Referring now to FIG. 4a, the actual pitch-alignment high frequency regenerator 100 (utilized with up-sampling stage 52' shown in FIG. 2) is illustrated. The up-sampled baseband residual data is subjected to a sixth order infinite-impulse-response (IIR) lowpass filtering stage 20", utilizing a Chebyshev low pass function, to derive the filtered residual baseband (BB) data at node 62' (and therefore at first multiplier input 70'a and second summer input 74'b). In accordance with another aspect of my novel method, by selecting N=4, wherein two carriers are required to be in a 1:3 harmonic carrier frequency relationship, the carrier waveform is approximated by a square wave at the lower carrier frequency, i.e. having the greater carrier time interval, or period. Thus, input 60b receives the pitch estimating stage output 48c data for estimating the fundamental pitch frequency ff to the input of a look up carrier period stage 102, which consults a look-up table to generate the durational interval for a waveform which approximates a square wave, having the fundamental pitch frequency time period, once each frame (since the pitch estimate data is actually transmitted, and can therefore only change, at most, only once per frame). The interval data from stage 102 is utilized by a square wave generating stage 104 to provide the carrier waveform data to multiplier second input 70'd. Thus, while a pitch detector operating on undecimated data (e.g. at a 8 kHz. rate) normally requires buffers large enough to exhaust the memory of an entire digital signal processor, use of an even decimation ratio (N=4) in this system makes it possible to use a pitch detector on the decimated residual so that, for an 80-250 Hz. range of fundamental frequency, the pitch detector requires only 18 autocorrelation product computations and 25 storage locations for input lag storage. Therefore, it is possible to locate the pitch detector in the receiver, if there are not enough data processing resources available in the transmitter. With odd-order harmonics absent, for a ratio N=4, the lower carrier frequency fcl signal can be given a pseudo-square waveshape and have a harmonic component at 3·fc1 =fc2. This generates both carriers with the proper 1:3 harmonic ratio, although the third harmonic signal component has a somewhat lower amplitude then desired. Accordingly, a compensating filter stage is required to correct for the lower amplitude of the third harmonic signal, so that this method generates a viable waveform. Therefore, the multiplied signal data, at multiplier output 70'c, is first high-pass filtered with a sixth order IIR high pass filtering stage 106, having a Chebyshev response, and is then compensated by the use of a third order compensation filtering stage 108, having a finite-impulse-response (FIR). The filtered data is provided to the first input 70'a of the output summer stage 74' wherein the low-pass-filtered baseband BB residual data is added to the high-pass-filtered modulated comb, such that the data at output 60c' has the desired frequency spectrum, i.e. a spectrum similar to that of FIG. 2d.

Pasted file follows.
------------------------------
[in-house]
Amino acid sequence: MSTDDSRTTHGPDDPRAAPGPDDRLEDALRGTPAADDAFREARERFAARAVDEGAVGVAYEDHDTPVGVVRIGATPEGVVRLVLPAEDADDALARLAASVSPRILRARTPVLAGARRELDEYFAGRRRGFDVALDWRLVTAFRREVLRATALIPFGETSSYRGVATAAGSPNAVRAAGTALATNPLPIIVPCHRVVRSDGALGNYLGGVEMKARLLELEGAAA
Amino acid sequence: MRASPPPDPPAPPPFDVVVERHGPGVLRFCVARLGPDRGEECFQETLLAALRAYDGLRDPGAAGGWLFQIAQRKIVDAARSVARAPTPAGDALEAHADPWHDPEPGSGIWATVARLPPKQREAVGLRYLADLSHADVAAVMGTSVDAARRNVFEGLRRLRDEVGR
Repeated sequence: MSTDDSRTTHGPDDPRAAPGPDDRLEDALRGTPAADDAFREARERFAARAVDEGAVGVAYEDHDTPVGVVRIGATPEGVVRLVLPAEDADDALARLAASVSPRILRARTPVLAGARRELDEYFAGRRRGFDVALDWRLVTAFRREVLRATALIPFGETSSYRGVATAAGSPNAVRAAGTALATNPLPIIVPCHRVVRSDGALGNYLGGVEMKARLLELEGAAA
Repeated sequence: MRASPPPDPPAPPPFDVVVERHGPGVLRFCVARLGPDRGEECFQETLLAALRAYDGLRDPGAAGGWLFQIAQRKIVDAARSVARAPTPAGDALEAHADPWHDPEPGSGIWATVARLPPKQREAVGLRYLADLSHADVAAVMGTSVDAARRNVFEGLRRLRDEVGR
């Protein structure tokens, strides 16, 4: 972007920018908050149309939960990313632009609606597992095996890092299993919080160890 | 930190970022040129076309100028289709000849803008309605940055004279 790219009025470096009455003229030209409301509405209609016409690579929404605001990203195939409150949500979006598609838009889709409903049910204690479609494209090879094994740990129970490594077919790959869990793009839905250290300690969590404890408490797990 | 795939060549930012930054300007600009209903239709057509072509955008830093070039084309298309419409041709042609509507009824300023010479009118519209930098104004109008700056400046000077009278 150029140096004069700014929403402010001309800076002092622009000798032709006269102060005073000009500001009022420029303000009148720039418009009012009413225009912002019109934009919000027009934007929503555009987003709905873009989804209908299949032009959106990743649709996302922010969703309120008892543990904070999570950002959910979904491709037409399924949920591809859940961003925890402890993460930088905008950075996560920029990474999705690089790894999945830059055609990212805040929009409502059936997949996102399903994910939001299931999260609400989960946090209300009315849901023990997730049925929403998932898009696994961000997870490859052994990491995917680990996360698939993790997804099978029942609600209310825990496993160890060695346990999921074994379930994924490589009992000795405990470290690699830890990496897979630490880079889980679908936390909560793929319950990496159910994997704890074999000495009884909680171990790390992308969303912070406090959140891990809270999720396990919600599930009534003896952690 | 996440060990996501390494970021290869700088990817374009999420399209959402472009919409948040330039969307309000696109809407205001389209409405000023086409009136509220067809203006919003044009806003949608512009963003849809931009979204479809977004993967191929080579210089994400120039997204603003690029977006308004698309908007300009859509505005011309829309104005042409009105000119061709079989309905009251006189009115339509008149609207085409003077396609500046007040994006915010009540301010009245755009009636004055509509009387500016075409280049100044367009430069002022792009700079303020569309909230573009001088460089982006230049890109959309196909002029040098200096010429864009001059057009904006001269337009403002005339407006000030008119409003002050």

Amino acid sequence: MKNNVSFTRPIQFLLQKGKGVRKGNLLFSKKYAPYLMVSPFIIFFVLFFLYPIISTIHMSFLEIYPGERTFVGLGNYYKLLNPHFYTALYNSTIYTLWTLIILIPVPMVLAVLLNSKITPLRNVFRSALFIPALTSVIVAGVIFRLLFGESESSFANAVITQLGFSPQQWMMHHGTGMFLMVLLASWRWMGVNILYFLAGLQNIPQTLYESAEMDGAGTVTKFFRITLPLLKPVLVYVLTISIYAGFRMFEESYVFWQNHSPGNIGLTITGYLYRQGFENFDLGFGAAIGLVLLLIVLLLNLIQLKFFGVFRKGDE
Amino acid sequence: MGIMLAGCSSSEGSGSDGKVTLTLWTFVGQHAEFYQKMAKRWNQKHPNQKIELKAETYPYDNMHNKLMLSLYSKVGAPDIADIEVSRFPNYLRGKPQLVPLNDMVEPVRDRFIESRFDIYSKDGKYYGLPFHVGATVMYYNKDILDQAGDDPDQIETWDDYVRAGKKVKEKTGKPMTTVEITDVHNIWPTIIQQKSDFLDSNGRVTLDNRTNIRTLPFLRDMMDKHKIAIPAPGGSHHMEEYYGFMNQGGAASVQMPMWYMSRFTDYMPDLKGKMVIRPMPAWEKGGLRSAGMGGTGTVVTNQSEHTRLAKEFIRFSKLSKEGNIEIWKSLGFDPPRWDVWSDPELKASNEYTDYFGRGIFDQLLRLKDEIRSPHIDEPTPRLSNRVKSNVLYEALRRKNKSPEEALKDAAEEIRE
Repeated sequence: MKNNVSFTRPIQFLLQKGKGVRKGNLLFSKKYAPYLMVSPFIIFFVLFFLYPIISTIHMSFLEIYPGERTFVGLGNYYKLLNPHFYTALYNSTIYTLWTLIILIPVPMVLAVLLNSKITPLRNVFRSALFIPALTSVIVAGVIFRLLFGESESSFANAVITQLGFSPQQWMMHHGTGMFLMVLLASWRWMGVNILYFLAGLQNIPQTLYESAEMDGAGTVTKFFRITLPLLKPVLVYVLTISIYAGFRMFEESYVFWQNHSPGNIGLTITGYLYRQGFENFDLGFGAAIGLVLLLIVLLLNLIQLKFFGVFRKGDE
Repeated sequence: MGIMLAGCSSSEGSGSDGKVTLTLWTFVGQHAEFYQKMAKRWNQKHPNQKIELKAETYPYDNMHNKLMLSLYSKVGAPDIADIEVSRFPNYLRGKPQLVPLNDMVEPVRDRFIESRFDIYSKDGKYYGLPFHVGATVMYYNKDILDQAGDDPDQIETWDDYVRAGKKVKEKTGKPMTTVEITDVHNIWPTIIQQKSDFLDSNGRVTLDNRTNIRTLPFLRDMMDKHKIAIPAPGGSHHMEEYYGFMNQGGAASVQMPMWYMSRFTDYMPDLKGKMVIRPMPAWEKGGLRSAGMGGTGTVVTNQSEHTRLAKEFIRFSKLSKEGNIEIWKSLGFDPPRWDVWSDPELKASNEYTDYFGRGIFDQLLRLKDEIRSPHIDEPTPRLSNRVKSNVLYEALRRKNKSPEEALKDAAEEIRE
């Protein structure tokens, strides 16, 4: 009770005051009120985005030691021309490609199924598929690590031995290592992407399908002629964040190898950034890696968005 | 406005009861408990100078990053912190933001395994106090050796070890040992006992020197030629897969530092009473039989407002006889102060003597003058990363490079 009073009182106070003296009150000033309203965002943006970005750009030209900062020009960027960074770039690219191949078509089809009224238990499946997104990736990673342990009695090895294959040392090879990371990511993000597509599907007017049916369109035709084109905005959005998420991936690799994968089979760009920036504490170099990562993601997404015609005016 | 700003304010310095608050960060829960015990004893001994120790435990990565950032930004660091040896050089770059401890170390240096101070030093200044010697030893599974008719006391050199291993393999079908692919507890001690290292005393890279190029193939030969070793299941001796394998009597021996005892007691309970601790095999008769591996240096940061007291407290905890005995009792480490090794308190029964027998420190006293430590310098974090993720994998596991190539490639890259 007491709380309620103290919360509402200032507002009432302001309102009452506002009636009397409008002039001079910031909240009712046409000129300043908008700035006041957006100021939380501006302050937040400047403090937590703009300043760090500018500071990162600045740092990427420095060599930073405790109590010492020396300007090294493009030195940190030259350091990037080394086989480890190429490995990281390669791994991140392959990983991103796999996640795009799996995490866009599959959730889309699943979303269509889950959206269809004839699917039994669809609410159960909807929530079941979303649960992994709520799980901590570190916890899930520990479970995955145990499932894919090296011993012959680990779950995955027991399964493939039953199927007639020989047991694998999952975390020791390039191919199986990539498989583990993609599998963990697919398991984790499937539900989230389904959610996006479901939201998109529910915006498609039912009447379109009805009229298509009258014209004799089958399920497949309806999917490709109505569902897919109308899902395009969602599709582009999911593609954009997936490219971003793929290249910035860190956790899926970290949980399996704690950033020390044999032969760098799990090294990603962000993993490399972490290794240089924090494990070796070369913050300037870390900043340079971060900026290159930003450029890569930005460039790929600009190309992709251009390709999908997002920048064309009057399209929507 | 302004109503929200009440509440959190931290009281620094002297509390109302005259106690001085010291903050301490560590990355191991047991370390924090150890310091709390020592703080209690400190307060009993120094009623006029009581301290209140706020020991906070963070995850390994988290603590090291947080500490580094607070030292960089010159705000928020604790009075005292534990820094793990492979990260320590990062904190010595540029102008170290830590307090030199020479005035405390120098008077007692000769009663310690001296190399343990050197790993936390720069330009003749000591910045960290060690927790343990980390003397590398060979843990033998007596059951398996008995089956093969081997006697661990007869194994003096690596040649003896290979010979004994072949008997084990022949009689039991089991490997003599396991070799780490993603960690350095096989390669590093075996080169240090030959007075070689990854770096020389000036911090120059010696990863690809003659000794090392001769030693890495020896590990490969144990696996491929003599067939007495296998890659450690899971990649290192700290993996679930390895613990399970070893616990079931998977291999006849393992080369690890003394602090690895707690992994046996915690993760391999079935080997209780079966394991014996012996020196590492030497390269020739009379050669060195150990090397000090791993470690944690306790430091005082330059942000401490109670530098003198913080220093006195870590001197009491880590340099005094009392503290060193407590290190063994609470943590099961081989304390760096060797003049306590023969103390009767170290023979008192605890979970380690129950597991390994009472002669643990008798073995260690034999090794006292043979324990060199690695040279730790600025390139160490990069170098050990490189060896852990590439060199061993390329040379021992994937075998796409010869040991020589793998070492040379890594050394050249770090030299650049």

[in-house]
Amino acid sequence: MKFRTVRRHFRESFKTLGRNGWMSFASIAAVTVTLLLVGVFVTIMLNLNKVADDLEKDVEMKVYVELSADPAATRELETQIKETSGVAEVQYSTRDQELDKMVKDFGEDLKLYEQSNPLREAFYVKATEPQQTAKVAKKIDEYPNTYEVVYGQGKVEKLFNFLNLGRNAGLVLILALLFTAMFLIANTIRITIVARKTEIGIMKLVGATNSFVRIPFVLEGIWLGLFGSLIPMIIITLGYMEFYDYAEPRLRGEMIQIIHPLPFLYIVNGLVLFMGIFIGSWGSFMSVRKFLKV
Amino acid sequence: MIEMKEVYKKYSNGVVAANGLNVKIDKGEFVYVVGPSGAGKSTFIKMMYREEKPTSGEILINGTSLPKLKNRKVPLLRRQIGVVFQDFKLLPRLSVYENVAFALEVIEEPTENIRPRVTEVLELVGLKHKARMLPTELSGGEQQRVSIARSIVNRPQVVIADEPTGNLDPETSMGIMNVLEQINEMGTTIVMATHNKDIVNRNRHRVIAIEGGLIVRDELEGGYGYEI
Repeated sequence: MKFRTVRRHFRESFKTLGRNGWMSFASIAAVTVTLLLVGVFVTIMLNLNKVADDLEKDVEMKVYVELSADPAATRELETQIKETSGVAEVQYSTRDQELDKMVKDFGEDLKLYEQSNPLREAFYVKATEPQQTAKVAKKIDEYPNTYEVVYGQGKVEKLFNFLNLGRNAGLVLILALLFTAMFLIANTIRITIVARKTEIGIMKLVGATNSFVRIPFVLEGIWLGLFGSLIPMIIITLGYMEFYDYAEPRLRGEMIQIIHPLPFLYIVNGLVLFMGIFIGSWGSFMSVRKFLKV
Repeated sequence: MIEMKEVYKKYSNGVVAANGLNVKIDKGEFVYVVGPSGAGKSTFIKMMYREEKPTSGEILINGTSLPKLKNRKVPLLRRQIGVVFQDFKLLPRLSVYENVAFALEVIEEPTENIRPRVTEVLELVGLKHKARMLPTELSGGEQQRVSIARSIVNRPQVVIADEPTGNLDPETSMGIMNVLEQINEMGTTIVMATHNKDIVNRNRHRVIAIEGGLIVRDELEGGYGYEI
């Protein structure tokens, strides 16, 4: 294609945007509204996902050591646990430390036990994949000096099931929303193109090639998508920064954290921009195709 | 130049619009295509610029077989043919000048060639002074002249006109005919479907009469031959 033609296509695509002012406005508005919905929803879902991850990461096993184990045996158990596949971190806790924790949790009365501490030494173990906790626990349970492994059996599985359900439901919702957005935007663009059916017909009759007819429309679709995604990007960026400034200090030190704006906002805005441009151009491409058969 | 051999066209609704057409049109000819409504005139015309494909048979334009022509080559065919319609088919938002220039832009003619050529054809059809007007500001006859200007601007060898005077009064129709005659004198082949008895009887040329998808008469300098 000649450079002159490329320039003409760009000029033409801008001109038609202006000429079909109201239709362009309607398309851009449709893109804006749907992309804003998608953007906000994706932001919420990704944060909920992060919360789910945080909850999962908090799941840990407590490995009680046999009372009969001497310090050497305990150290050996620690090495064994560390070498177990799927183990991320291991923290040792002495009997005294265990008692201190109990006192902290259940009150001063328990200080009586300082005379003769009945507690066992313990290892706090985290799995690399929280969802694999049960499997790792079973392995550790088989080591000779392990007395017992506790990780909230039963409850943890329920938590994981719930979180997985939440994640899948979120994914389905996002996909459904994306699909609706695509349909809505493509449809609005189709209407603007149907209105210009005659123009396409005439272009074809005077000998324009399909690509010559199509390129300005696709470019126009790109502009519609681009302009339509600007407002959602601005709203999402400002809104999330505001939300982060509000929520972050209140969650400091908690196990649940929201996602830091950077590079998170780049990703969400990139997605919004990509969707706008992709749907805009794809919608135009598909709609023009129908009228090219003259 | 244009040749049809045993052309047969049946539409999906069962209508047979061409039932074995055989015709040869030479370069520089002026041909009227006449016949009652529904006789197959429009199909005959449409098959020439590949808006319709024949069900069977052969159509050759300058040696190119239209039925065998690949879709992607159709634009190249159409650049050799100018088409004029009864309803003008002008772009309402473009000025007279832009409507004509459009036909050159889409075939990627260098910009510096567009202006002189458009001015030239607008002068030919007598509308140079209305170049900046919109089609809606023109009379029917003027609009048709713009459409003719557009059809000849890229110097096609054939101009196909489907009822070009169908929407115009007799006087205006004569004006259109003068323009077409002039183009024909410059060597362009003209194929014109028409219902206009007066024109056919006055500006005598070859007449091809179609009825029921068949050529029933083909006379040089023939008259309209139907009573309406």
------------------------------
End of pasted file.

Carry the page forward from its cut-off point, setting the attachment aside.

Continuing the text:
The actual digital signal processing for the aforementioned TMS32010 DSP is in accordance with the flow chart of FIG. 4b. The sequence starts in step 111, wherein the receiver is reset. The program passes to step 113, wherein: the various registers are initialized to contain new frame information; new PPTG (pitch predictor tap gain), RC (reflection coefficients in LPC model) and similar information is read; and the next carrier phase increment is obtained from its look-up table. As part of program step 113, a substep 115, particularly utilized as part of my novel pitch-align high frequency regeneration technique, uses the assigned variables PFINCR, at an assigned RAM memory location of $11 (where $ identifies a hexidecimal location) to store the increment to add to define the next zero crossing of the fundamental carrier (which next zero crossing phase point is the PFLIP variable stored at location $12); RPITCH, at memory location $18, in which is stored the decoded raw reversed pitch data; and PERTBL, an assembler symbol equated to value $57A, as the ROM base offset at which is located the start of a table defining the half period of the carrier frequency. A constant ONE (=1) is stord at location $2A. In this program substep 115, the TMS-32010 code used is: